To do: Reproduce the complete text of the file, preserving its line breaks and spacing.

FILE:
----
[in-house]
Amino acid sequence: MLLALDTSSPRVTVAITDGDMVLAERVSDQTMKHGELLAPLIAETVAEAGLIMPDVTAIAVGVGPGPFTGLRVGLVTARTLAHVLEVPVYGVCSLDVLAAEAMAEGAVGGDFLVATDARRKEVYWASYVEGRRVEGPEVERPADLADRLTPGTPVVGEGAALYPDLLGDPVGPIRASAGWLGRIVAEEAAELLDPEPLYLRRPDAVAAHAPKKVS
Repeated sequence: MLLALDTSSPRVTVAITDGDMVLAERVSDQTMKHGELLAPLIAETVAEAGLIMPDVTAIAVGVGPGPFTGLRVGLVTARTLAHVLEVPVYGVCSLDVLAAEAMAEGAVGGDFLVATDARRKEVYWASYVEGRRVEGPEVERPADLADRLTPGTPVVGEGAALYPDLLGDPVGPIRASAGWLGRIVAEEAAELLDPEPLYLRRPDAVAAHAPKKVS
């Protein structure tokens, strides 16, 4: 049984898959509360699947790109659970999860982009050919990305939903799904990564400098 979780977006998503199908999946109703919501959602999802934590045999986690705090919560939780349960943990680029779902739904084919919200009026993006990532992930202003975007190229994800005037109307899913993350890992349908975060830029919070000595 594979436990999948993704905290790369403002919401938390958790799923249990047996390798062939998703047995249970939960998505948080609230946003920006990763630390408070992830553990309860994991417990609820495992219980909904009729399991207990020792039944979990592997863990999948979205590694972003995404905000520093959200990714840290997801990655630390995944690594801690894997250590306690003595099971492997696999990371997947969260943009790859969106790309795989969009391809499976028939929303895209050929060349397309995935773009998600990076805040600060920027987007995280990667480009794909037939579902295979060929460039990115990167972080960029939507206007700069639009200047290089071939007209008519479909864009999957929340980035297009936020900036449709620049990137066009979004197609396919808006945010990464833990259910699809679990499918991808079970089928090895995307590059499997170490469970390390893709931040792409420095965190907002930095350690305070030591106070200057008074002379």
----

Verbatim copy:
[in-house]
Amino acid sequence: MLLALDTSSPRVTVAITDGDMVLAERVSDQTMKHGELLAPLIAETVAEAGLIMPDVTAIAVGVGPGPFTGLRVGLVTARTLAHVLEVPVYGVCSLDVLAAEAMAEGAVGGDFLVATDARRKEVYWASYVEGRRVEGPEVERPADLADRLTPGTPVVGEGAALYPDLLGDPVGPIRASAGWLGRIVAEEAAELLDPEPLYLRRPDAVAAHAPKKVS
Repeated sequence: MLLALDTSSPRVTVAITDGDMVLAERVSDQTMKHGELLAPLIAETVAEAGLIMPDVTAIAVGVGPGPFTGLRVGLVTARTLAHVLEVPVYGVCSLDVLAAEAMAEGAVGGDFLVATDARRKEVYWASYVEGRRVEGPEVERPADLADRLTPGTPVVGEGAALYPDLLGDPVGPIRASAGWLGRIVAEEAAELLDPEPLYLRRPDAVAAHAPKKVS
């Protein structure tokens, strides 16, 4: 049984898959509360699947790109659970999860982009050919990305939903799904990564400098 979780977006998503199908999946109703919501959602999802934590045999986690705090919560939780349960943990680029779902739904084919919200009026993006990532992930202003975007190229994800005037109307899913993350890992349908975060830029919070000595 594979436990999948993704905290790369403002919401938390958790799923249990047996390798062939998703047995249970939960998505948080609230946003920006990763630390408070992830553990309860994991417990609820495992219980909904009729399991207990020792039944979990592997863990999948979205590694972003995404905000520093959200990714840290997801990655630390995944690594801690894997250590306690003595099971492997696999990371997947969260943009790859969106790309795989969009391809499976028939929303895209050929060349397309995935773009998600990076805040600060920027987007995280990667480009794909037939579902295979060929460039990115990167972080960029939507206007700069639009200047290089071939007209008519479909864009999957929340980035297009936020900036449709620049990137066009979004197609396919808006945010990464833990259910699809679990499918991808079970089928090895995307590059499997170490469970390390893709931040792409420095965190907002930095350690305070030591106070200057008074002379």